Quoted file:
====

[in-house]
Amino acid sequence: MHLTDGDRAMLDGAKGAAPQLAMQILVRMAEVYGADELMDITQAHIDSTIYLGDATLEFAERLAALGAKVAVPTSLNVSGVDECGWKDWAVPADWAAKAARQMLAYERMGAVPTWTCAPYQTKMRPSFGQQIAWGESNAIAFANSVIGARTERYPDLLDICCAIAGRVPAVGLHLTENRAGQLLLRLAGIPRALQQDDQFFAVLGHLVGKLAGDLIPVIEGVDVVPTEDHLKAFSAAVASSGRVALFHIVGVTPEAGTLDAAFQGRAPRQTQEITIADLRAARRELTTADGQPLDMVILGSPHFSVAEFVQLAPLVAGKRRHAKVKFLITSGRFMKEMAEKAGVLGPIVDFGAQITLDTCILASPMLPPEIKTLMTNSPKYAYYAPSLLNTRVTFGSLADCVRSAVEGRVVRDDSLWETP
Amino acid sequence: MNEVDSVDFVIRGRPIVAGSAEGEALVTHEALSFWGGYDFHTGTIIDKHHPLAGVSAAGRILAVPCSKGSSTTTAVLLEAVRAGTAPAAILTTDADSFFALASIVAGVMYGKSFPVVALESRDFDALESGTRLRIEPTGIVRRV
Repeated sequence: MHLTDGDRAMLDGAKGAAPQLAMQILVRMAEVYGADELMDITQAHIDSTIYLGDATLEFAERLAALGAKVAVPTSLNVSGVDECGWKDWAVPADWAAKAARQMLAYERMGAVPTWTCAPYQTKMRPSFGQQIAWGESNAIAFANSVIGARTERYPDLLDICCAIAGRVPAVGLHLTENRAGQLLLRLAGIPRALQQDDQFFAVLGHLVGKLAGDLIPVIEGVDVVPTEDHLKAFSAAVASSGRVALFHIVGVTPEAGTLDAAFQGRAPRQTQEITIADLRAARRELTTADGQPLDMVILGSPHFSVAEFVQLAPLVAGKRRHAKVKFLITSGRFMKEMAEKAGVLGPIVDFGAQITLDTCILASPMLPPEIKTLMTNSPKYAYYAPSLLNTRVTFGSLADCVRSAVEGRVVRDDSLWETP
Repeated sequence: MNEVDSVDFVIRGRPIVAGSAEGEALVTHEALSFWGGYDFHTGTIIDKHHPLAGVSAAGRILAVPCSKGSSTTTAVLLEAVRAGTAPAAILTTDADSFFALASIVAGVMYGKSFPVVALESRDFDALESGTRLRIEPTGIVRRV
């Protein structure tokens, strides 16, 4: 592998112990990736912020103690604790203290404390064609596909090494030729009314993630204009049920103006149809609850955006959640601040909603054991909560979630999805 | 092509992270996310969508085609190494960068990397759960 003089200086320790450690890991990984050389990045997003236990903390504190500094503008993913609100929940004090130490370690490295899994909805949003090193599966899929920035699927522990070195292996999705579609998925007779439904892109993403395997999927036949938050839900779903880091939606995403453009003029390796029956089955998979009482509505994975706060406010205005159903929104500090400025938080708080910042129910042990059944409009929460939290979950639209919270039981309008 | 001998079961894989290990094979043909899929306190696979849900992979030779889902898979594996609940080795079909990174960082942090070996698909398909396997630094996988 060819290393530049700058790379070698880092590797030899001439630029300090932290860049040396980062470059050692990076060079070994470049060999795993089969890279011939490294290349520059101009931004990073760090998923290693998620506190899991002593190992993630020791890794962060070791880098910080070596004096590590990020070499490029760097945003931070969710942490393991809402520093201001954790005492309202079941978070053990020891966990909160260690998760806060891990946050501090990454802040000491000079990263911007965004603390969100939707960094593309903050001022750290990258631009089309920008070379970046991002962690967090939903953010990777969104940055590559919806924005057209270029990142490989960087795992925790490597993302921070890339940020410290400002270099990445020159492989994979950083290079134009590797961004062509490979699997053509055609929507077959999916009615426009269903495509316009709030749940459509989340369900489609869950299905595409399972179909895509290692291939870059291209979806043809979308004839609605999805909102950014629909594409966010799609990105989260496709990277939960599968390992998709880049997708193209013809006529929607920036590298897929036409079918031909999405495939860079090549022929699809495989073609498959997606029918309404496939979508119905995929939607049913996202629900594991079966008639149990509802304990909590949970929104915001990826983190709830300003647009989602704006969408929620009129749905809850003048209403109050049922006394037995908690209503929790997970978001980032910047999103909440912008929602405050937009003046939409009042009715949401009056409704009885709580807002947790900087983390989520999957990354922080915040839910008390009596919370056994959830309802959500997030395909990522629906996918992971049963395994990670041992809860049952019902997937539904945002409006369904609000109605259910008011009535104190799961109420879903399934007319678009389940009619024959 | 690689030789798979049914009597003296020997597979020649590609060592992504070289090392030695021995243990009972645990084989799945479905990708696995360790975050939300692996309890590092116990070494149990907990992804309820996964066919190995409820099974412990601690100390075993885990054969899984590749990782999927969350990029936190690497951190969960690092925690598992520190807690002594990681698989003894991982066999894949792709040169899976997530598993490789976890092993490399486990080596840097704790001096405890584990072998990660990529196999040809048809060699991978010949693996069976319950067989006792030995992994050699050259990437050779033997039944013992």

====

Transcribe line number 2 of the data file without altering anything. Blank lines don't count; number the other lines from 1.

Amino acid sequence: MHLTDGDRAMLDGAKGAAPQLAMQILVRMAEVYGADELMDITQAHIDSTIYLGDATLEFAERLAALGAKVAVPTSLNVSGVDECGWKDWAVPADWAAKAARQMLAYERMGAVPTWTCAPYQTKMRPSFGQQIAWGESNAIAFANSVIGARTERYPDLLDICCAIAGRVPAVGLHLTENRAGQLLLRLAGIPRALQQDDQFFAVLGHLVGKLAGDLIPVIEGVDVVPTEDHLKAFSAAVASSGRVALFHIVGVTPEAGTLDAAFQGRAPRQTQEITIADLRAARRELTTADGQPLDMVILGSPHFSVAEFVQLAPLVAGKRRHAKVKFLITSGRFMKEMAEKAGVLGPIVDFGAQITLDTCILASPMLPPEIKTLMTNSPKYAYYAPSLLNTRVTFGSLADCVRSAVEGRVVRDDSLWETP